Woodstock School District 200 began trying to recruit local nurses and pharmacists Thursday to volunteer to help at clinics where the COVID-19 vaccine will be given to educators and staff members in the school system.
The request made over social media for health care professionals to assist the school district in its bid to get its staff vaccinated generated some interest right away and was made following a directive from the McHenry County Department of Health, District 200 spokesman Kevin Lyons said.
More than a dozen community members expressed desire to volunteer within a few hours of the social media posts asking for help with rolling out the inoculations.
Woodstock’s public school system may not be the only in the area to play a role in ramping up vaccine distribution.
“The hope is that at least some of the larger districts can host their own clinics and with the use of volunteers be able to distribute the vaccine more rapidly,” Lyons said. “District 200 would be happy to host such a clinic for its employees and those from surrounding schools if county health officials deem that appropriate.”
Officials are discussing whether to have smaller school districts, whose communities may not have as large of a pool of medical professionals qualified to handle vaccinations, work with the larger school systems that may handle their own staff vaccination plans.
Both Crystal Lake-based Community High School District 155 and Crystal Lake Elementary District 47 are open to helping with the vaccination efforts, spokeswomen for each school system said Thursday. The area’s health care workers and residents and personnel in long-term and congregate care settings are eligible to receive their doses before other frontline essential workers like teachers and school staffs.
But those school districts are awaiting further guidance from the McHenry County health department on the steps they should take now to be prepared to move quickly once shots are available to teachers and other non-health care front-line essential workers in the community, such as emergency responders, public transit employees and manufacturing workers, as part of Phase 1b of the state’s vaccination schedule.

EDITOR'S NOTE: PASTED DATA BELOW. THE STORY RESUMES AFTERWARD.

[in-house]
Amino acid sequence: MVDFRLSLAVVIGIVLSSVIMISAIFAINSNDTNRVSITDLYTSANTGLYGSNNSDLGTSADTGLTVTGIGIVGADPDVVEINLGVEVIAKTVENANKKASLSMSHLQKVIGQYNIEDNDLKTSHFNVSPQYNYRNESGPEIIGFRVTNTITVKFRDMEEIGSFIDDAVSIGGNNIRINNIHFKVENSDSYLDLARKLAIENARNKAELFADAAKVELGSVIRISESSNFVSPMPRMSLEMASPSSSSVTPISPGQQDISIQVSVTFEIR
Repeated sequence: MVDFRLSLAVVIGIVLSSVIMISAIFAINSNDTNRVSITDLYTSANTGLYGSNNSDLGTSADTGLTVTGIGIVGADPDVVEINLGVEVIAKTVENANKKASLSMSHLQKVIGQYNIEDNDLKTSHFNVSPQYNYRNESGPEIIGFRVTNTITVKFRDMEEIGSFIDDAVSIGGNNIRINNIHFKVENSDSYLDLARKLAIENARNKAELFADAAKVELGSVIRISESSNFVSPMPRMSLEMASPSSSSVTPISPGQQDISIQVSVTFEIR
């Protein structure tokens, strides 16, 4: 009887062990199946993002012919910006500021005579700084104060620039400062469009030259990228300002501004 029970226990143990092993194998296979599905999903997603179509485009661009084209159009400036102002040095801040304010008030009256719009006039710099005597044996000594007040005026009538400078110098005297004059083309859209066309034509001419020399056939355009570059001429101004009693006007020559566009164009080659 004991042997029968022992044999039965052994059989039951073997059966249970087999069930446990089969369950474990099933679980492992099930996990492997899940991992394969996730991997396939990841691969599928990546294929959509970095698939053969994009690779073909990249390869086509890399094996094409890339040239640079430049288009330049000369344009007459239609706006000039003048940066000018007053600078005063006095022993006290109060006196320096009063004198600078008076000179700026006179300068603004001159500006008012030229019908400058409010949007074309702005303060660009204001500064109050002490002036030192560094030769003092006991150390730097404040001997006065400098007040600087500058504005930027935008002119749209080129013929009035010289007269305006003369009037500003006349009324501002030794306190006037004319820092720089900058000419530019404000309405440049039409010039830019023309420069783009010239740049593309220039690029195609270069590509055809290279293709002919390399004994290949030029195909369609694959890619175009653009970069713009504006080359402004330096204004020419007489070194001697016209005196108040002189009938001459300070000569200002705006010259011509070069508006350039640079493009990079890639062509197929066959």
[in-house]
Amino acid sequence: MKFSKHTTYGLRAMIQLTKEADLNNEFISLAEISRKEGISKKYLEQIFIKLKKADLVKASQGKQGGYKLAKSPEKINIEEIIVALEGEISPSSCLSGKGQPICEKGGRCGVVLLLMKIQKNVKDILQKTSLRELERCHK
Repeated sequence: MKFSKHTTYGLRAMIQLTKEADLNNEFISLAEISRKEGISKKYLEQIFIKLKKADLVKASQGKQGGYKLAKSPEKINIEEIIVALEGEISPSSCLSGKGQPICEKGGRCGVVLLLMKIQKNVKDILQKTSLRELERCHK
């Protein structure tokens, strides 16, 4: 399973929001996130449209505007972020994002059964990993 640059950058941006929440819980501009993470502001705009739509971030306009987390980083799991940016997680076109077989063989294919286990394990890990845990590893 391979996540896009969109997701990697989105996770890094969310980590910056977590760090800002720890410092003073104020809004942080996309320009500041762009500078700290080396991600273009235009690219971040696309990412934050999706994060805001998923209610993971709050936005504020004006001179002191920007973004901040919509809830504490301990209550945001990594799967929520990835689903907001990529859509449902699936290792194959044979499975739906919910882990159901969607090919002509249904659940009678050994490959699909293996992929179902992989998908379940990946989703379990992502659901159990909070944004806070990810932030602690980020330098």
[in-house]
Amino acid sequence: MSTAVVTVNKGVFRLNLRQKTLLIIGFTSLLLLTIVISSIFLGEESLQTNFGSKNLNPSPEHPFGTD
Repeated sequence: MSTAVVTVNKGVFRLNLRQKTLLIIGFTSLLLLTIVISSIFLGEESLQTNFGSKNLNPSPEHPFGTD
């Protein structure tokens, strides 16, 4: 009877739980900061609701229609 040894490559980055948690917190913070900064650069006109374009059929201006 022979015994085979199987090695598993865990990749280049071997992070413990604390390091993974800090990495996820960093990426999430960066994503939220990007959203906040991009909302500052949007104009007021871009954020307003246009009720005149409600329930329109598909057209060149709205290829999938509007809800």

“District 47 is ready and willing to assist in any way to help expedite the distribution of the COVID-19 vaccine; however, the McHenry County health department is the lead on this and is managing this process,” said Denise Barr, a spokeswoman for the Crystal Lake elementary and middle school system.
The state is set to begin Phase 1b, which will allow residents 65 and older to get vaccinated in addition the non-health care essential workers, on Monday.
The McHenry County health department still was working this week on getting needles into the arms of health care and congregate care staff and residents, spokeswoman Lindsey Salvatelli said in a Tuesday phone interview.
Salvatelli did not respond to follow-up questions this week that included inquiries into when the area may begin to vaccinate teachers and school staff and others eligible under Phase 1b.
The health department is holding clinics for those eligible for the vaccine right now three days a week most weeks, Salvatelli said. There is not enough supply of the vaccine locally to offer shots more often at the moment.
Time slots are being filled quickly once they are announced, Salvatelli said. People have even been booted out of the online vaccine registration system because of large numbers of users navigating it at one time, she said.
“We were receiving complaints from people who were getting kicked out,” Salvatelli said, adding that the department sends web links to register to those eligible.
The Northwest Herald asked Salvatelli for more details on the rollout Tuesday, including how long it could be before vaccinations are offered more often than just several days a week, but had not received an answer by 6 p.m. Thursday.
Since receiving the vaccine, she said, the local health department has been given different sets of recommendations by federal authorities for storing the drug supply to prevent theft. The department has remained vigilant in protecting and storing the vaccine due to potential security concerns, she said.
The McHenry County health department is administering the vaccine for some congregate care facilities, Salvatelli said.
Some long-term care facilities have opted to go through CVS or Walgreens to get shots for their staff and residents, she said. Those pharmacy businesses have been working with the federal government to coordinate vaccinations across the country for congregate care workers and residents eligible to get shots right now.
Following the 850,000 Illinoisans qualifying for vaccines under the current Phase 1a, 1.3 million people qualify as front-line essential workers and 1.9 million adults age 65 and older who will be able to get vaccinated under the Phase 1b criteria, according to the Illinois Department of Public Health.